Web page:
Five Habits of Japan: Fitness without dieting

Thanks to the wise and healthy culture, the Japanese are distinguished, among other societies, for their optimal health. The unknown that is being created is: How could they be like this? Is it hereditary or acquired habits?

In addition to following a healthy routine, A feature of the physiology of the country of the rising sun is that most of them maintain a slender figure. Even, according to the data of the Japanese Ministry of Health and Nutrition, it is one of the countries in the world that has the lowest obesity rate, at only 3.5% compared to other countries such as Germany, France and Italy, which have between 21% and 22%; United Kingdom, 26%; and the United States, 33.6%.

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However, it is important to note that the traditions and culture of the Japanese country, as well as the laws passed to combat overweight, have greatly assisted its citizens in maintaining a good physical condition.

He was In 2005 when the “Chocco Eco” law came into force, which aims to educate children, which aims to create a social culture around food. This law focuses on the diet and daily diet of Japanese children and their education: schools are required to provide healthy menus for children of school age. These values ​​are inculcated from a young age, and in this way you reach adulthood with a greater awareness of what is healthy for the body.

Okinawa – a Japanese prefecture with more than 150 islands in the Japanese maritime zone – is a clear example. The Blue Zone – one of the places in the world where the longest-lived people over 100 years old live – is considered due to the longevity and excellent cognitive and health conditions of its inhabitants. With a certain climate, different natural resources and mindset, you realize the importance of nutrition, as well as its impact on health,” highlights Mariana Patrón Farias, graduate nutritionist and Director of Corporate Nutrition Programs (Nutrim), a consultant specializing in healthy eating programs.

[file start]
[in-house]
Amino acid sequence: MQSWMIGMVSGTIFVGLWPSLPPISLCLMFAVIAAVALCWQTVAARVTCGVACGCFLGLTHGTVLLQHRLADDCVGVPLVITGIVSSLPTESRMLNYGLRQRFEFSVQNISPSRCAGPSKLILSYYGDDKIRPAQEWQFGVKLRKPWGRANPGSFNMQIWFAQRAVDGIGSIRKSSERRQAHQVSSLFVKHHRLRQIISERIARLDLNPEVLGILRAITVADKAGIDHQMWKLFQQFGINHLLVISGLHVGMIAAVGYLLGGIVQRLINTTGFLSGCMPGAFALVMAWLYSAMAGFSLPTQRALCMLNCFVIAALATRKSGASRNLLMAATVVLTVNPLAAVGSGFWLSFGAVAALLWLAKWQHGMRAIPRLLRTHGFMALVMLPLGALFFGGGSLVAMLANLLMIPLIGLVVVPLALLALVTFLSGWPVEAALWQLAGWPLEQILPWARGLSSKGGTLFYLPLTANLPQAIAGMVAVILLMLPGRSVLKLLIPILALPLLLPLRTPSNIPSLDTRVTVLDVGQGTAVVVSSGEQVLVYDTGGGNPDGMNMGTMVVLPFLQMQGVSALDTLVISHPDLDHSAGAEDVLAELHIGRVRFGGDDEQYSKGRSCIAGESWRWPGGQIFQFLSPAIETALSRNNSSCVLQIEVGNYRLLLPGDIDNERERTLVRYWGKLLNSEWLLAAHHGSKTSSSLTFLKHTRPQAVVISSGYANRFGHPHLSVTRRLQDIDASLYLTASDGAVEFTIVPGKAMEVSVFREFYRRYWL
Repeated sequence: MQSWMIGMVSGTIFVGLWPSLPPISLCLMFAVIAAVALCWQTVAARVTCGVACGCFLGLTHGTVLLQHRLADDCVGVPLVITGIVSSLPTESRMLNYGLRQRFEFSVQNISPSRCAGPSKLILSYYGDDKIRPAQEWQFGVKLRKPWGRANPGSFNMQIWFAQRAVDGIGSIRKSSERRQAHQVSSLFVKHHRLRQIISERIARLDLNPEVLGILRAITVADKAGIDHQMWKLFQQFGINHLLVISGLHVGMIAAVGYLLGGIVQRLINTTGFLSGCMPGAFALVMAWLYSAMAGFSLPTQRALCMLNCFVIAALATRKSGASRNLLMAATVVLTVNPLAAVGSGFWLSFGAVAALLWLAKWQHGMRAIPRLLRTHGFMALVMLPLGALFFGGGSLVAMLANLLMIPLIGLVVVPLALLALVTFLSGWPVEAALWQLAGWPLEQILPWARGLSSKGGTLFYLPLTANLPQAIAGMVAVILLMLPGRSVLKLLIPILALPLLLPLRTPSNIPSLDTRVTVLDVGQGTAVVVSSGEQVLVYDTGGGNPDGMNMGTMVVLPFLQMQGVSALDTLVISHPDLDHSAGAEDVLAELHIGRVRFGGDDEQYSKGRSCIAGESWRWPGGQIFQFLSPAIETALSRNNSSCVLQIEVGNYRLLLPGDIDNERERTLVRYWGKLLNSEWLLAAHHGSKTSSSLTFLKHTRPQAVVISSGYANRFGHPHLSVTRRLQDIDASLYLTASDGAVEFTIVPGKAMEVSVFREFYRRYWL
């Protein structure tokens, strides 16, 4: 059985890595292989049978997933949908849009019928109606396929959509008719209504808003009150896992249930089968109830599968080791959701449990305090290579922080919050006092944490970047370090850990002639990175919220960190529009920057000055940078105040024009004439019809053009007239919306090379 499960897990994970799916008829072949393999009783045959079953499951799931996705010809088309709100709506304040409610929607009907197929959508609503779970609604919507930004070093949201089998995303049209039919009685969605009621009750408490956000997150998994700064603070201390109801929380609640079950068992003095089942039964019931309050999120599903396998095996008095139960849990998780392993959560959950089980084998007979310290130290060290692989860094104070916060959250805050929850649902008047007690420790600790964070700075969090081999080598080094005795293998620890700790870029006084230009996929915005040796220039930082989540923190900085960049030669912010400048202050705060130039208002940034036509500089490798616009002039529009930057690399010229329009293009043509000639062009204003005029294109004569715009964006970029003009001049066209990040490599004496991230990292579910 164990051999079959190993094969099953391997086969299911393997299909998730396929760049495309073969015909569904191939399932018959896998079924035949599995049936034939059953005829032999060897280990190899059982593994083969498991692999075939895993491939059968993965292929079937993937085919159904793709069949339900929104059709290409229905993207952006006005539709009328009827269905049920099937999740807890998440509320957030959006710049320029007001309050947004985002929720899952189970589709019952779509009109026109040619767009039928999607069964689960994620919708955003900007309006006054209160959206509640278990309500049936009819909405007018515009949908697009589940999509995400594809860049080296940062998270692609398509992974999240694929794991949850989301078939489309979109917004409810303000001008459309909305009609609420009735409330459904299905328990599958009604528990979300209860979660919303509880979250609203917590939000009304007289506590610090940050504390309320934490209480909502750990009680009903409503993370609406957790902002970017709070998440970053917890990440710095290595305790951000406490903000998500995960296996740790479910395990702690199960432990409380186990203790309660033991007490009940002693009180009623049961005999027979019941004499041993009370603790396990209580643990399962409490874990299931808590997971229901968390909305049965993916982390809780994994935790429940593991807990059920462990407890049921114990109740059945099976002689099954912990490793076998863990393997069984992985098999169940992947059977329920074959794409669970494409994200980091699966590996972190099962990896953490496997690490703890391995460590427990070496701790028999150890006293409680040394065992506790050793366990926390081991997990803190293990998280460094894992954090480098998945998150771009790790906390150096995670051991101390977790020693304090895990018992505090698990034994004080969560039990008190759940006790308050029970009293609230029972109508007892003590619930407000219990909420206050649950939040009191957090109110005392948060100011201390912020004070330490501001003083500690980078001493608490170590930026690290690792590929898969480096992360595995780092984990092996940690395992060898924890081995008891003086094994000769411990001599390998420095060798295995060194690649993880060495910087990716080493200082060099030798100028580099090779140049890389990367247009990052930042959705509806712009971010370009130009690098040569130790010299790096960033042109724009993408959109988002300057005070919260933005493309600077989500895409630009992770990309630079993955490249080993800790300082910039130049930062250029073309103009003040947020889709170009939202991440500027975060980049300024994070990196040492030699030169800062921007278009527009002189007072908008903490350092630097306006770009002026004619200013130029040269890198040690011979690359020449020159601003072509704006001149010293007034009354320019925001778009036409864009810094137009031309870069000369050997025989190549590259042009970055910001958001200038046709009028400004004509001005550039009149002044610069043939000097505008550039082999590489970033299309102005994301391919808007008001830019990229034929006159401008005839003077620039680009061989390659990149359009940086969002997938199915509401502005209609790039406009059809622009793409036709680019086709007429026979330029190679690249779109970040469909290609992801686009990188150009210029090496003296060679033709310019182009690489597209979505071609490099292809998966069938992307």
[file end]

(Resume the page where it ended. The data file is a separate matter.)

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for the specialist, The reasons for this phenomenon are due to multi-causal factors “You have to see the Japanese in their social, biological, ecological and cultural environment because we are all integrated beings and that has to be the right view to understand how they stay that way.”

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Way of life, the key

The customs of the Japanese are very diverse and include everything from eating habits to different types of physical exercise and hot baths. Among these:

1. Mindful eating

You have to see the Japanese in their social, biological, ecological and cultural environment because we are all integrated beings and that has to be the right view to understand how they stay that way.

The Japanese eat easily digestible foods. They don’t usually eat a lot of industrial or chemical products. They prioritize natural and even raw foods during the summer months. Among the most popular are rice, fish, shellfish, vegetables, hot and pickled vegetables.

From birth, the Japanese follow a healthy diet characterized by low calories and low fat, in which plants and herbs of traditional medicine, such as turmeric, predominate, and give a leading role to foods of plant origin.